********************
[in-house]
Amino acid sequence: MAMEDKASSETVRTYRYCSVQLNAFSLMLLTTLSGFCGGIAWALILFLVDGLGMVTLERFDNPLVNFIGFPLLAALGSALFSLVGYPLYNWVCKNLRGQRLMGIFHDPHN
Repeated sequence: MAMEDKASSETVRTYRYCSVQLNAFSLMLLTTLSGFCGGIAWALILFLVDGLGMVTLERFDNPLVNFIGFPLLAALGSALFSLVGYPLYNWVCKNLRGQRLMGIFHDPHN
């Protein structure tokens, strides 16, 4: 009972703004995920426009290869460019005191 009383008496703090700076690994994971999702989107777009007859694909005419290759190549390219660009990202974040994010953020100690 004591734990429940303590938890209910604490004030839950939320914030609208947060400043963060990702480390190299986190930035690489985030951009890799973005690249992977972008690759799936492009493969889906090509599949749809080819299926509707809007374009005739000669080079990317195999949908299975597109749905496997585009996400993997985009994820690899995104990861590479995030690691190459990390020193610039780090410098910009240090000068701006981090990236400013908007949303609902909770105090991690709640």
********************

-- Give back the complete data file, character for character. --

[in-house]
Amino acid sequence: MAMEDKASSETVRTYRYCSVQLNAFSLMLLTTLSGFCGGIAWALILFLVDGLGMVTLERFDNPLVNFIGFPLLAALGSALFSLVGYPLYNWVCKNLRGQRLMGIFHDPHN
Repeated sequence: MAMEDKASSETVRTYRYCSVQLNAFSLMLLTTLSGFCGGIAWALILFLVDGLGMVTLERFDNPLVNFIGFPLLAALGSALFSLVGYPLYNWVCKNLRGQRLMGIFHDPHN
């Protein structure tokens, strides 16, 4: 009972703004995920426009290869460019005191 009383008496703090700076690994994971999702989107777009007859694909005419290759190549390219660009990202974040994010953020100690 004591734990429940303590938890209910604490004030839950939320914030609208947060400043963060990702480390190299986190930035690489985030951009890799973005690249992977972008690759799936492009493969889906090509599949749809080819299926509707809007374009005739000669080079990317195999949908299975597109749905496997585009996400993997985009994820690899995104990861590479995030690691190459990390020193610039780090410098910009240090000068701006981090990236400013908007949303609902909770105090991690709640």